We will follow the outline of the text (Waging War (WW) by Wayne Lee) and look at cultures and technologies of warfare from 3500 BC up until the present, and also delve into regions and conflicts spanning the gamut of homo-sapiens history with conflict. The second half of the class looks at modern issues of warfare since 1930 including technological tools (computers/cyber), biological and chemical weapons, and vulnerabilities to critical infrastructure. Participants in this course will be encouraged to review additional resources (as well as corresponding weekly readings) to have a better understanding of the United States’ role in peace and conflict issues, and to develop a global perspective on alternative solutions to international conflict and wars. Wayne Lee’s “Waging War” offers us an inter-disciplinary approach to innovations in warfare throughout human history, while the supplemental readings (provided on Canvas under “Files” as well as with links in the syllabus). Our readings will encompass themes and trends regarding science, technology, and modern trends of conflict and warfare. 

This class takes as its basic premise that science and facts matter. In an era of increasingly complex political and military conflicts, which includes disturbing trends like international pandemics, the use of child soldiers, drones, and cyber warfare, it is essential for students and all citizens of the world to be aware of the causes and ramifications of such conflicts, the relationship between power, culture, and innovation, and the possibilities of effective resolution.  As an anthropologist, Montgomery will talk a lot of about cultural relativity as a means for combatting ethnocentrism and understanding the role of culture and history. Saperstein will offer a nuanced look at military history, technological innovation, and the “science” and history of warfare across time and space.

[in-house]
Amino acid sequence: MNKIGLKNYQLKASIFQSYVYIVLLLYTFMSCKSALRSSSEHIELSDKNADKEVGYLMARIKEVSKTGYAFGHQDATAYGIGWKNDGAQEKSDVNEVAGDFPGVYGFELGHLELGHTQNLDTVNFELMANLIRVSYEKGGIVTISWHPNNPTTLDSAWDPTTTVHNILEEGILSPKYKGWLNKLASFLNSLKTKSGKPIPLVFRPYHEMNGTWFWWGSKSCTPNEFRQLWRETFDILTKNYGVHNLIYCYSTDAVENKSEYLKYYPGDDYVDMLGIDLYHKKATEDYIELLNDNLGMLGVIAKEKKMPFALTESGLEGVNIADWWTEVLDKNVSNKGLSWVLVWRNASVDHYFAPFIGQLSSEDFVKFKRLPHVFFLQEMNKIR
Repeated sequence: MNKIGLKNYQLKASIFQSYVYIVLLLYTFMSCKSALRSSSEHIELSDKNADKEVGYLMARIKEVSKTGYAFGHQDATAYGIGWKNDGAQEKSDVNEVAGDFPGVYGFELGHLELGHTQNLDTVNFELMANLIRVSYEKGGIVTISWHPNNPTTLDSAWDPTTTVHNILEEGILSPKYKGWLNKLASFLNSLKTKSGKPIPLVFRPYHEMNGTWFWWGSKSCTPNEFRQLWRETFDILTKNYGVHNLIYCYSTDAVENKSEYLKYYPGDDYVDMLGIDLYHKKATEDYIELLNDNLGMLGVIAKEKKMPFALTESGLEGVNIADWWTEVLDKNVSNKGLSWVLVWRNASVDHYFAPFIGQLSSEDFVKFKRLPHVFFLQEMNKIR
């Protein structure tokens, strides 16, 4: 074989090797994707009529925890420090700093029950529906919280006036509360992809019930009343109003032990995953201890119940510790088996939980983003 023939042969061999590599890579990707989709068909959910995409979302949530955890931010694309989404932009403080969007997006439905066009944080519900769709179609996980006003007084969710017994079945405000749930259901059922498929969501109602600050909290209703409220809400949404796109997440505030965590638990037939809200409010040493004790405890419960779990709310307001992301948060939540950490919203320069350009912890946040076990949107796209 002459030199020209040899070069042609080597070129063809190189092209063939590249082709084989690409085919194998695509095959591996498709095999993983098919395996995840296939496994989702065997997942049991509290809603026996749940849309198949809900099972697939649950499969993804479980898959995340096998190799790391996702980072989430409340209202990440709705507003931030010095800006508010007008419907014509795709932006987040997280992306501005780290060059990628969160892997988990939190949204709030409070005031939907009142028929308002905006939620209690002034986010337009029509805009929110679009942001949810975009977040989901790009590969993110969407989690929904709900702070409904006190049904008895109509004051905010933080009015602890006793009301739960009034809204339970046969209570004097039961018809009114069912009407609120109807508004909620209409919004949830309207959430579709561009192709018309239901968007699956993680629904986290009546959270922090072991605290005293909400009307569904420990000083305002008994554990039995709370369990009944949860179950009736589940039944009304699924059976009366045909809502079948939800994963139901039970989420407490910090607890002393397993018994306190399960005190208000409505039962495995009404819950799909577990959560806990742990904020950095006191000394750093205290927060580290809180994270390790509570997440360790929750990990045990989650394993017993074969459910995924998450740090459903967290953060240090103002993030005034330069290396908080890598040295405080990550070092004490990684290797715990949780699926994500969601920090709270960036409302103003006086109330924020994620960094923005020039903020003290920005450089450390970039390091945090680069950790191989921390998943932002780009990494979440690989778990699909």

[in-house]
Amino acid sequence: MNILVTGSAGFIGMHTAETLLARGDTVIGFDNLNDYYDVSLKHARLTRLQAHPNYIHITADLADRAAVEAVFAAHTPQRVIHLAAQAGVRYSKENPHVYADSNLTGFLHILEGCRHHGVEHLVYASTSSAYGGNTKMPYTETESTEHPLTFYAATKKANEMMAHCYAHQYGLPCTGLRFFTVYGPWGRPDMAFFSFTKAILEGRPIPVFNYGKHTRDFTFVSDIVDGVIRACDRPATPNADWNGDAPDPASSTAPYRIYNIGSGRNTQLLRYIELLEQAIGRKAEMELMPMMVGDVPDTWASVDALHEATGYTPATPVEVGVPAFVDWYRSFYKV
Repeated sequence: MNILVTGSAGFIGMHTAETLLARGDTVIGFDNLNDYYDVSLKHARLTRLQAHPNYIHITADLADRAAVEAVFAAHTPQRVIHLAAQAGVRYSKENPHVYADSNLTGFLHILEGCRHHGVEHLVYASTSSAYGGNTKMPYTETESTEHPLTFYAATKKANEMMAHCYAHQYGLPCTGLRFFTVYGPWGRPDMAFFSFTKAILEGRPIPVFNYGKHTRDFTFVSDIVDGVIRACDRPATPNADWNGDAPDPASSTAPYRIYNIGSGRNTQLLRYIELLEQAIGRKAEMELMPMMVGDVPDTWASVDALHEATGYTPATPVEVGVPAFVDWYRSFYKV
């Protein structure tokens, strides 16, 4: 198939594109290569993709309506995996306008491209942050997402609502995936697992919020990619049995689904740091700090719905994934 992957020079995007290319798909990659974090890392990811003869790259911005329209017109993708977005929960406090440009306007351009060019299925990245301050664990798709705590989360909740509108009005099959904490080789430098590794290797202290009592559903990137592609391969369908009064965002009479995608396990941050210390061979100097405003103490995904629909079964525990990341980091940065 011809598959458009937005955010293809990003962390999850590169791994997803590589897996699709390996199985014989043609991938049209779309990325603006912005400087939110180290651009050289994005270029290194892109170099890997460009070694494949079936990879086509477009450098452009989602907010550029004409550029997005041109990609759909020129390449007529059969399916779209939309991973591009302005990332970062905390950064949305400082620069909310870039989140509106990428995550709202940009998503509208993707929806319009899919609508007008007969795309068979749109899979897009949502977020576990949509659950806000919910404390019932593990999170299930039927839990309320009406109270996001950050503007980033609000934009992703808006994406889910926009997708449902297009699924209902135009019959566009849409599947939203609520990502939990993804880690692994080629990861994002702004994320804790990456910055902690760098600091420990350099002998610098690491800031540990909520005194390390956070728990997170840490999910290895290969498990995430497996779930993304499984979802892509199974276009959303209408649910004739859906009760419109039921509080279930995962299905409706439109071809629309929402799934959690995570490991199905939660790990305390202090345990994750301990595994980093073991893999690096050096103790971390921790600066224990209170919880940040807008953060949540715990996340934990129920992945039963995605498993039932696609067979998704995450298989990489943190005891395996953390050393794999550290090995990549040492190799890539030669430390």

PCS 2010 Special Topics: “Social Justice Activism - Barbara L. Jones

This course introduces various concepts of theoretical frameworks, key concepts, themes and critical analysis involved in social justice activism within social movements. Societal theories, political implications and historical roots of conflicts, injustice(s) are explored in this class. This course is aimed at defining social justice activism participation involving collective action, collective behavior, and collective identity of significant past, present and emerging social movements. 

 

 PCS 5000 Dispute Resolution - Jim Statham

THIS COURSE IS DESIGNED TO PROVIDE STUDENTS WITH TOOLS THEY CAN USE TO IMPROVE NOT ONLY THE QUALITY OF THEIR WORK LIFE BUT ALSO THE QUALITY OF THEIR PERSONAL LIFE.

IN THIS COURSE, AMONG OTHER SUBJECTS, WE DISCUSS BARRIERS TO COMMUNICATION AND HOW TO AVOID THEM, HOW TO RESPOND TO PEOPLE IN WAYS TO IMPROVE THE RECEIPT OF CONTINUING INFORMATION, ACTIVE LISTENING, PROBLEM SOLVING, NEGOTIATION STRATEGIES,ISSUE TYPES, INEREST BASED NEGOTIATIONS, ALONG WITH THE DIMENSIONS OF NEGOTIATION. THE COURSE ALSO DEALS WITH DIFFERENT FORMS OF ALTERNATIVE DISPUTE RESOLUTION THAT STUDENTS, IN ALL PROBABILITY, WILL ENCOUNTER IN THEIR LIVES SUCH AS VARYING FORMS OF ARBITRATION AND MEDIATION, AND HOW TO PREPARE FOR THEM.